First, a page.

X
Jeff Seldin
September 20, 2014 10:28 PM
Each day brings with it new warnings about the deadly Ebola outbreak already blamed for killing more than 2,600 people across West Africa. And while countries and international organizations like the United Nations are starting to come through on promises of help for those most affected, the unprecedented speed with which the virus has spread is raising questions about the international response. VOA's Jeff Seldin has more from Washington.
Video

Video Fears Ebola Outbreak ‘Beyond Our Capability to Contain’

Each day brings with it new warnings about the deadly Ebola outbreak already blamed for killing more than 2,600 people across West Africa. And while countries and international organizations like the United Nations are starting to come through on promises of help for those most affected, the unprecedented speed with which the virus has spread is raising questions about the international response. VOA's Jeff Seldin has more from Washington.
Video

Video Iran, World Powers Seek Progress in Nuclear Talks

Iran and the five permanent members of the U.N. Security Council plus Germany, known as the P5 + 1, have started a new round of talks on Iran's nuclear program. VOA State Department correspondent Pam Dockins reports that as the negotiations take place in New York, a U.S. envoy is questioning Iran's commitment to peaceful nuclear activity.
Video

Video Obama Goes to UN With Islamic State, Ebola on Agenda

President Obama goes to the United Nations General Assembly to rally nations to support a coalition against Islamic State militants in Iraq and Syria. He also will look for nations to back his plan to fight the Ebola virus in West Africa. As VOA White House correspondent Luis Ramirez reports, Obama’s efforts reflect new moves by the U.S. administration to take a leading role in addressing world crises.
Video

Video Migrants Caught in No-Man's Land Called Calais

The deaths of hundreds of migrants in the Mediterranean this week has only recast the spotlight on the perils of reaching Europe. And for those forunate enough to reach a place like Calais, France, only find that their problems aren't over. Lisa Bryant has the story.
Video

Video Westgate Siege Anniversary Brings Back Painful Memories

One year after it happened, the survivors of the terror attack on Nairobi's Westgate Shopping Mall still cannot shake the images of that tragic incident. For VOA, Mohammed Yusuf tells the story of victims still waiting for the answer to the question 'how could this happen?'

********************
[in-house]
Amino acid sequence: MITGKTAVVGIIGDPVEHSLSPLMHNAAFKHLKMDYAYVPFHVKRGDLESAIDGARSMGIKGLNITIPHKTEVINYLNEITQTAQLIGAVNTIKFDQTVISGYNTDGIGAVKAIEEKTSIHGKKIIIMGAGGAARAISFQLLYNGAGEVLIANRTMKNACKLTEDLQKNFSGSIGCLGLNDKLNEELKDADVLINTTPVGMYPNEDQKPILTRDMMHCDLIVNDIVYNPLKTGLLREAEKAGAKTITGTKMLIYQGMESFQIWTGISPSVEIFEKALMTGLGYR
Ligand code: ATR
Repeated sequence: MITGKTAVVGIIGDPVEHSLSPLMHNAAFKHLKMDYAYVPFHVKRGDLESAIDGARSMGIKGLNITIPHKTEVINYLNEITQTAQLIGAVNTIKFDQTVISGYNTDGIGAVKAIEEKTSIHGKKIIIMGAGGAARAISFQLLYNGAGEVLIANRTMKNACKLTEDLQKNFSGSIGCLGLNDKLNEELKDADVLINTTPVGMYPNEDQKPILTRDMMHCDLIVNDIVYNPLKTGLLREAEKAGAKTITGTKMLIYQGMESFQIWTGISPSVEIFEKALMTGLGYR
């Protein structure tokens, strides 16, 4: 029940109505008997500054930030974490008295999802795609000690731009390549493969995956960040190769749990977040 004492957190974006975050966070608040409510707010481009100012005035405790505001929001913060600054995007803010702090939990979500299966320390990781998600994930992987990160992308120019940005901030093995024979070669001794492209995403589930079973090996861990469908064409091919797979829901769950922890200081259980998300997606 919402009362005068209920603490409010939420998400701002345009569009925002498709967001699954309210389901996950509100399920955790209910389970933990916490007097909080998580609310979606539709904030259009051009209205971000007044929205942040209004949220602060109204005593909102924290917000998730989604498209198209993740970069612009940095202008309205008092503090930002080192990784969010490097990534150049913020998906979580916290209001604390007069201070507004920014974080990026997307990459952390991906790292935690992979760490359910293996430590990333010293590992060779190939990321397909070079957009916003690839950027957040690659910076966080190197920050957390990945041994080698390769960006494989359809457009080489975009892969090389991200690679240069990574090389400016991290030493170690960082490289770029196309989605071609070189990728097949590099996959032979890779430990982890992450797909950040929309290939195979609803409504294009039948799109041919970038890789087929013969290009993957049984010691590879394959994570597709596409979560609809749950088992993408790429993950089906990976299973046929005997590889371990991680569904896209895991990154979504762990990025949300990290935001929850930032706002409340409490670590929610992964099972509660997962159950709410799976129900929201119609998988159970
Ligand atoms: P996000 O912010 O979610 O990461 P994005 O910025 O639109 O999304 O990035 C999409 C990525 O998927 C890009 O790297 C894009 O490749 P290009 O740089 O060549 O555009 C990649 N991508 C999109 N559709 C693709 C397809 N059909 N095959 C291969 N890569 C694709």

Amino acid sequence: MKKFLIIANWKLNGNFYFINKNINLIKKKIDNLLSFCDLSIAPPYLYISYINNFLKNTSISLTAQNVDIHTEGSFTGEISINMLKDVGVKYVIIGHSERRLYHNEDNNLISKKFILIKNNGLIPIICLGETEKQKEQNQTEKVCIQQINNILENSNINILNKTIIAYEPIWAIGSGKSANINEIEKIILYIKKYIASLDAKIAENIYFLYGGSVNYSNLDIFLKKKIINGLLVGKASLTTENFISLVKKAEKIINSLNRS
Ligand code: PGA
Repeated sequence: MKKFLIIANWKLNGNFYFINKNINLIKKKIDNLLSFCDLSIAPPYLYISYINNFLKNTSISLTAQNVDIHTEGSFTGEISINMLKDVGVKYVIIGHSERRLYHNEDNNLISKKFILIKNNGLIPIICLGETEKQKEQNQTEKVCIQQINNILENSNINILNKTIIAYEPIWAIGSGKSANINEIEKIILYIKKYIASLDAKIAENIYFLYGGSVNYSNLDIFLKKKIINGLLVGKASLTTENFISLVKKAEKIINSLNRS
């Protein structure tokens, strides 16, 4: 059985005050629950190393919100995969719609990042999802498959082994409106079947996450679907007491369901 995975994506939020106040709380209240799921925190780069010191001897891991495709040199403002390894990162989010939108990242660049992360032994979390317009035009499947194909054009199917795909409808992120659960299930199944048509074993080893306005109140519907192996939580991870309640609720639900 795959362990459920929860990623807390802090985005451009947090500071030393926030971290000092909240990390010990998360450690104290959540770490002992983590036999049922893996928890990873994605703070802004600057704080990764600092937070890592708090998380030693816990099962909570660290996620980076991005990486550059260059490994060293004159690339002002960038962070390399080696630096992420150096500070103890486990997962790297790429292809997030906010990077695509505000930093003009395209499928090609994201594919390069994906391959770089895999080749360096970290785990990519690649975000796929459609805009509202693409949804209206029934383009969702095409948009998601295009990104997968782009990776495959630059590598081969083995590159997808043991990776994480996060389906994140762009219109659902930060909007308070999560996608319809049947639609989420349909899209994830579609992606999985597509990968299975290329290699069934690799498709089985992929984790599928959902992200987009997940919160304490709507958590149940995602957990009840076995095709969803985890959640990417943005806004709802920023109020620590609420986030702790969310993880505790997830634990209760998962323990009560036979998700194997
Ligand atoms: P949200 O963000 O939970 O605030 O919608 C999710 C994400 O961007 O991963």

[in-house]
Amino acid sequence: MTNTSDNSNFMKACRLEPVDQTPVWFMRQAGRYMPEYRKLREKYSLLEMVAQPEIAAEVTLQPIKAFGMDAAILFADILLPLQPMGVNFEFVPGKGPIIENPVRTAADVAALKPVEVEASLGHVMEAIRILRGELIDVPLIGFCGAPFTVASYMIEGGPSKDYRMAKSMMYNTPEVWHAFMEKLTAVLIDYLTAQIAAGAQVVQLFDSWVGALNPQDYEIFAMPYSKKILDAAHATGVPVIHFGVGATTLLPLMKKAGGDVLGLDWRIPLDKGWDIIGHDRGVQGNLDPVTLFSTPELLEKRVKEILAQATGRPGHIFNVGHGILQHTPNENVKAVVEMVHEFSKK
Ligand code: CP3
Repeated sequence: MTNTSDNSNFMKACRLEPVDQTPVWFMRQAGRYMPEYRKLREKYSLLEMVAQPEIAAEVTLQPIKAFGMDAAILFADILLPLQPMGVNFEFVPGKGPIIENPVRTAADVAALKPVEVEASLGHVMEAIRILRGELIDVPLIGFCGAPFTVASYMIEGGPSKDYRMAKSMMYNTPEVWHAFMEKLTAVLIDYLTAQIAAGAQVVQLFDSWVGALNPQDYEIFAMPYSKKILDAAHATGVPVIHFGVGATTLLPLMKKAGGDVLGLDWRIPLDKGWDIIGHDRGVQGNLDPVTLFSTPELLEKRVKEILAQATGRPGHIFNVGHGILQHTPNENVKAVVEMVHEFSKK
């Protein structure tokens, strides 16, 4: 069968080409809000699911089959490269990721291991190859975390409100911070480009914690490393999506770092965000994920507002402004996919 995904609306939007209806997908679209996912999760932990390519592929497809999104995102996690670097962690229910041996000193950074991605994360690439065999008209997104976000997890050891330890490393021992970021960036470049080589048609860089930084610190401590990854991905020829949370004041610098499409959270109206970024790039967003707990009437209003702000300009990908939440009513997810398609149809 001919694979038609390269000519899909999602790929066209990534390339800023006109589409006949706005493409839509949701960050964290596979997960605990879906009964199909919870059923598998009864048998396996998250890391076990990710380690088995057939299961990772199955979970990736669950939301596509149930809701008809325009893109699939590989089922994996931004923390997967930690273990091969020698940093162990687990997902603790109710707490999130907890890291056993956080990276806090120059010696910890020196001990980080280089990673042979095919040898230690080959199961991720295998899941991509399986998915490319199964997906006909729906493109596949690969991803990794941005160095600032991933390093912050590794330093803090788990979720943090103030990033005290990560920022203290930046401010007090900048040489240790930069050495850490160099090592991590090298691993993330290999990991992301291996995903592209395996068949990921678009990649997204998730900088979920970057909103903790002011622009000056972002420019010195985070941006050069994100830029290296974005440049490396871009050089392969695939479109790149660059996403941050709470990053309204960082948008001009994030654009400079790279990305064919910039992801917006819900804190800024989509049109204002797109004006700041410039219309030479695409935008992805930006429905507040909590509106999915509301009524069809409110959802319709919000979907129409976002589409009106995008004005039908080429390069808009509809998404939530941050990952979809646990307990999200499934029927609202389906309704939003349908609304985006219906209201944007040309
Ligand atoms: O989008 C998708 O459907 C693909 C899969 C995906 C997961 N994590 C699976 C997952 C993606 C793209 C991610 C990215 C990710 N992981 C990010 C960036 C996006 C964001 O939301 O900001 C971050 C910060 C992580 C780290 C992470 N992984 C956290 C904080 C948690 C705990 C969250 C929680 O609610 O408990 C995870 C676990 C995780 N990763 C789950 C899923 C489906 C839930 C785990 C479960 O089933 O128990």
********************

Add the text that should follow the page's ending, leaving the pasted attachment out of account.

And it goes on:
Video

Video Militant Assault in Syria Displaces Thousands of Kurds

A major assault by Islamic State militants on Kurds in Syria has sent a wave of new refugees to the Turkish border, where they were stopped by Turkish border security. Turkey is already hosting about 700,000 Syrian refugees who fled the civil war between the government and the opposition. But the government in Ankara has a history of strained relations with Turkey's Kurdish minority. Zlatica Hoke reports Turkey is asking for international help.
Video

Video Whaling Summit Votes to Uphold Ban on Japan Whale Hunt

The International Whaling Commission, meeting in Slovenia, has voted to uphold a court ruling banning Japan from hunting whales in the Antarctic Ocean. Conservationists hailed the ruling as a victory, but Tokyo says it will submit revised plans for a whale hunt in 2015. Henry Ridgwell reports from London.
Video

Video A Dinosaur Fit for Land and Water

Residents and tourists in Washington D.C. can now examine a life-size replica of an unusual dinosaur that lived almost a hundred million years ago in northern Africa. Scientists say studying the behemoth named Spinosaurus helps them better understand how some prehistoric animals adapted to life on land and in water. The Spinosaurus replica is on display at the National Geographic museum. VOA’s George Putic has more.
Video

Video Iraqi Kurdistan Church Helps Christian Children Cope find shelter in churches in the Kurdish capital, Irbil

In the past six weeks, tens of thousands of Iraqi Christians have been forced to flee their homes by Islamic State militants and find shelter in churches in the Kurdish capital, Irbil. Despite U.S. airstrikes in the region, the prospect of people returning home is still very low and concerns are starting to grow over the impact this is having on the displaced youth. Sebastian Meyer reports from Irbil on how one church is coping.


Carnage and mayhem are part of daily life in northern Nigeria, the result of a terror campaign by the Islamist group Boko Haram. Fears are growing that Nigeria’s government may not know how to counter it, and may be making things worse. More

AppleAndroid